ArduinoFFT.h generat's weird results

Hi folks,
I have a question about ArduinoFFT.h. I use it on a perfect sine wave sampled with 32*Fb the base frequency of 60Hz with no DC component and no harmonics. The array vReal[SAMPLES] is loaded with the 32 values, one sine cycle period I have generated in excel. The FFT seems to see a DC component in the Bin0 and harmonic in Bin2. Neither are the amplitudes right. The signal has a peak of 165 and the FFT calculates a peak of 1374 at bin 1 =60Hz and second harmonic at 120Hz at Bin2 with and amplitude of 620?
The same FFT in excel with the same data produces correct results.
Is there a problem with ArduinoFFT.h or am I missing something here. Anyone that give me a helping hand?

#include <Arduino.h>
#include <arduinoFFT.h>
 
#define SAMPLES 32              //Must be a power of 2
#define SAMPLING_FREQUENCY 1920  //Hz, must be less than 10000 due to ADC
 
arduinoFFT FFT = arduinoFFT();
 
unsigned int sampling_period_us;
unsigned long microseconds;
 
double vReal[SAMPLES]={	
0.0000	,
32.1899	,
63.1428	,
91.6691	,
116.6726	,
137.1925	,
152.4401	,
161.8296	,
165.0000	,
161.8296	,
152.4401	,
137.1925	,
116.6726	,
91.6691	,
63.1428	,
32.1899	,
0.0000	,
-32.1899	,
-63.1428	,
-91.6691	,
-116.6726	,
-137.1925	,
-152.4401	,
-161.8296	,
-165.0000	,
-161.8296	,
-152.4401	,
-137.1925	,
-116.6726	,
-91.6691	,
-63.1428	,
-32.1899	
};	



double vImag[SAMPLES];
 
void setup() {
    Serial.begin(115200);
 
    sampling_period_us = round(1000000.0/SAMPLING_FREQUENCY);
}
 
void loop() {
   
    /*SAMPLING*/
    // for(int i=0; i<SAMPLES; i++)
    // {
    //     microseconds = micros();    //Overflows after around 70 minutes!
     
    //     vReal[i] = analogRead(A0);
    //     vReal[i] -= 511;
    //     vImag[i] = 0;
     
    //     while(micros() < (microseconds + sampling_period_us)){
    //     }
    // }
 
    for (int i=0; i<SAMPLES;i++) { Serial.print(vReal[i], 1); Serial.print("\n"); }  
    Serial.print("\n");

    /*FFT*/
    FFT.Windowing(vReal, SAMPLES, FFT_WIN_TYP_HAMMING, FFT_FORWARD);
    FFT.Compute(vReal, vImag, SAMPLES, FFT_FORWARD);
    FFT.ComplexToMagnitude(vReal, vImag, SAMPLES);
    double peak = FFT.MajorPeak(vReal, SAMPLES, SAMPLING_FREQUENCY);
 
    /*PRINT RESULTS*/
    Serial.println(peak);   Serial.println("\n");  //Print out what frequency is the most dominant.
 
    for(int i=0; i<(SAMPLES/2); i++)
    {
        /*View all these three lines in serial terminal to see which frequencies has which amplitudes*/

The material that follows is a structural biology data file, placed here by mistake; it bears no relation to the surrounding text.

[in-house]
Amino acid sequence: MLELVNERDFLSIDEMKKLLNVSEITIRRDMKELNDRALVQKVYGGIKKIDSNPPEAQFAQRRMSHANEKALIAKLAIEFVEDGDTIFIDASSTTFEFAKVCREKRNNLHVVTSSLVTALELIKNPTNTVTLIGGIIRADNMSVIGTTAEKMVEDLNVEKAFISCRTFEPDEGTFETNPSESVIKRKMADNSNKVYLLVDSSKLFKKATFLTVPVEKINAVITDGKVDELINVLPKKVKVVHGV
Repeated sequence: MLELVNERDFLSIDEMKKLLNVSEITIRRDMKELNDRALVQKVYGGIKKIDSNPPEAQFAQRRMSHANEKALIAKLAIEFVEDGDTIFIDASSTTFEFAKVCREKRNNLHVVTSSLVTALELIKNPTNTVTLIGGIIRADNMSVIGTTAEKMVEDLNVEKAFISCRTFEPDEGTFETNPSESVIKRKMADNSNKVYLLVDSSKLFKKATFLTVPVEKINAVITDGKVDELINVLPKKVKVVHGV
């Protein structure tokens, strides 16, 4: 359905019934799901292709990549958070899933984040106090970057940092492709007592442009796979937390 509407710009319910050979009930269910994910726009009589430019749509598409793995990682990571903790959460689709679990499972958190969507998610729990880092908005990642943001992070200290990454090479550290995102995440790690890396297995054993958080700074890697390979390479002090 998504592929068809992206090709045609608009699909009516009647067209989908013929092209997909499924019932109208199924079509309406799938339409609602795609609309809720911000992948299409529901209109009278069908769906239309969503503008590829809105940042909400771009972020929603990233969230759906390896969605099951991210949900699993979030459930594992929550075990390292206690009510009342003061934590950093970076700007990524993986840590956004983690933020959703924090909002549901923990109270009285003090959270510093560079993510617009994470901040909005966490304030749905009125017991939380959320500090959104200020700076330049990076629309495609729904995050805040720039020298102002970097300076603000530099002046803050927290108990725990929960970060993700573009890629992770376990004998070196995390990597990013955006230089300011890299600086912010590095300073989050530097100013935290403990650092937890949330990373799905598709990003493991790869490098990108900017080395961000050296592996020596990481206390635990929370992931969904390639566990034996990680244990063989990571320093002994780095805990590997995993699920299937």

//Serial.print((i * 1.0 * SAMPLING_FREQUENCY) / SAMPLES, 1);
        //Serial.print(" ");
        Serial.println(vReal[i], 1);    //View only this line in serial plotter to visualize the bins
    }
 
    //delay(1000);  //Repeat the process every second OR:
    while(1);       //Run code once
}

Spectrum

What do you expect the effect of using the window function to be?

Thats a good point, let me test it....... I tested it and yes only one ground wave shows up. You are the man of the day :clap:
I do have another question. The amplitude of this single Bin1 60Hz signal is 2640. In the excel FFT it is the same 2640 however when divide it by 16 or half the Bin length it turns out to be 165. That can't be a coincidence. Do you have and idea how the spectrum amplitudes relate to the real peak voltages of the signals?

There are 3 different ways to do FFTs regarding scaling.

The transform mathematically known as the discrete Fourier transform and the
inverse discrete Fourier transforms are not strictly inverses of each other, since applying one then the inverse scales the input up by N, where N is the number of points.

This means that implementations divide by N, either in the forward direction, or the inverse direction, or sometimes divide by sqrt(N) in both directions. This variation also exists for definitions of the transform in various textbooks too, its a big gotcha for working with them really.

For spectral analysis dividing by N in the forward direction is correct, but the ArduinoFFT library divides for the inverse direction. So its spectra are spuriously scaled up by N.

The issue with the window is a bug in the library, it doesn't correctly scale the window to have unity gain, so applying the window incorrectly/arbitrarily scales the result anyway.

Also looking at the code for the library its got an error in the definition of the Hann window function anyway (the most commonly used one).

If you want spectral peak values to be accurate you need to use a flat-top window function, these spread the peak by many bins though. Non-flat-top windows can be several dB out for peaks depending on how closely the frequency matches a fraction of the sample rate.

Thanks mark,
I do not understand everything you say but I understand the following

  1. dividing by N is correct, it's matter of library implementation
  2. this lib has and error in the hann windowing and that is the most used one.
    Thanks for the help

Additional for others:
I tested the procedure with inputs from a sinewave of 60Hz Ampl=165V + 200V DC and a 300Hz 10V noise harmonic. The FFT calculated also these values.

The performance of the code at and Atmega328 was as follows:
At N-32 the FFT.Compute + FFT.ComplexToMagnitude took 11ms, at N-64 it took 25ms. With and ISR sample routine the FFT can be done in real-time on a N=32 samples per cycle of a 60Hz grid signal.